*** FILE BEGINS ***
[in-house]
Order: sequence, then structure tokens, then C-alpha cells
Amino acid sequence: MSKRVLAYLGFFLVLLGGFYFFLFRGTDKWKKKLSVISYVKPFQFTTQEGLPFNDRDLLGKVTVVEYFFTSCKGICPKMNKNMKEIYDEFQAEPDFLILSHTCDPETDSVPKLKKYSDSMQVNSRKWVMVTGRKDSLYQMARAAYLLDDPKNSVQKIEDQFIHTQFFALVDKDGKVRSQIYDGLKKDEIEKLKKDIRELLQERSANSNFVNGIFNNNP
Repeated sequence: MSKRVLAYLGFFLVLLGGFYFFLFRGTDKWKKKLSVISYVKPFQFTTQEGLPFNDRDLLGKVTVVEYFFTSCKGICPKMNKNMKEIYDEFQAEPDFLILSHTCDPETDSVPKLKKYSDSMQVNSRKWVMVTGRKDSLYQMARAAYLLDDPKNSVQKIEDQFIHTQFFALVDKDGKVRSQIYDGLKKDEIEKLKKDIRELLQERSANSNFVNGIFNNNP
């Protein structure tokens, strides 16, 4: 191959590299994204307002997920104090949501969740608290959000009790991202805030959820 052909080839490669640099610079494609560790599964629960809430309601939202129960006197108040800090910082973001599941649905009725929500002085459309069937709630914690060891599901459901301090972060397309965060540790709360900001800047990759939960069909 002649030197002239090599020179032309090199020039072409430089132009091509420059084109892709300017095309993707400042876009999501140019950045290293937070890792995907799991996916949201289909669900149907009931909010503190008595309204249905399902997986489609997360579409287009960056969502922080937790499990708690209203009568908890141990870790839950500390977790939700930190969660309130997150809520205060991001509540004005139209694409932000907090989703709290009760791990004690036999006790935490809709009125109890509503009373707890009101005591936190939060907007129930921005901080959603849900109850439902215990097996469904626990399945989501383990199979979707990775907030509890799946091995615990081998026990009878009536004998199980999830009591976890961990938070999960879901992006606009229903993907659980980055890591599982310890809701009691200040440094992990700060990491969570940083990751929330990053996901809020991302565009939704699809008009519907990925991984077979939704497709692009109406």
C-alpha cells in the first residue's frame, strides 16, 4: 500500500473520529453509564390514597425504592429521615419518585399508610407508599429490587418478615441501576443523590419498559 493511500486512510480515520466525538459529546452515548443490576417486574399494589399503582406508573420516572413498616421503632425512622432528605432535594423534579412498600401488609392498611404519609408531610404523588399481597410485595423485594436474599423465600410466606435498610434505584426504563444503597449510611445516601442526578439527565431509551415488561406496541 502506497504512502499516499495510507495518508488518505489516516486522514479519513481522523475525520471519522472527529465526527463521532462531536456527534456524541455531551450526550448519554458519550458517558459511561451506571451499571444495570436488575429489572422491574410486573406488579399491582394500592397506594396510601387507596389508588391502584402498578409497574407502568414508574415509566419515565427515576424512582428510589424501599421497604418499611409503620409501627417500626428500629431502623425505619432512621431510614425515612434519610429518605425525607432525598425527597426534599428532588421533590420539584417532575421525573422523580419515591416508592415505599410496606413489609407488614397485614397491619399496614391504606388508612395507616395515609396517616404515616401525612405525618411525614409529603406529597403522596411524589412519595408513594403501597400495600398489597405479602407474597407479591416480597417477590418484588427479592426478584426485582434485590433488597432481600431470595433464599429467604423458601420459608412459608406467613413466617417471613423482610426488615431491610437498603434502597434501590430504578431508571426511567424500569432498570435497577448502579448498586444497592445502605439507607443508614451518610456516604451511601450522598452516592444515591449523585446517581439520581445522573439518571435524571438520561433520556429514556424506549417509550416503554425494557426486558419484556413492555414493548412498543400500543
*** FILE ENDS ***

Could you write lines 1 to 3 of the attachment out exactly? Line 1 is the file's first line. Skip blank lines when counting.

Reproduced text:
[in-house]
Order: sequence, then structure tokens, then C-alpha cells
Amino acid sequence: MSKRVLAYLGFFLVLLGGFYFFLFRGTDKWKKKLSVISYVKPFQFTTQEGLPFNDRDLLGKVTVVEYFFTSCKGICPKMNKNMKEIYDEFQAEPDFLILSHTCDPETDSVPKLKKYSDSMQVNSRKWVMVTGRKDSLYQMARAAYLLDDPKNSVQKIEDQFIHTQFFALVDKDGKVRSQIYDGLKKDEIEKLKKDIRELLQERSANSNFVNGIFNNNP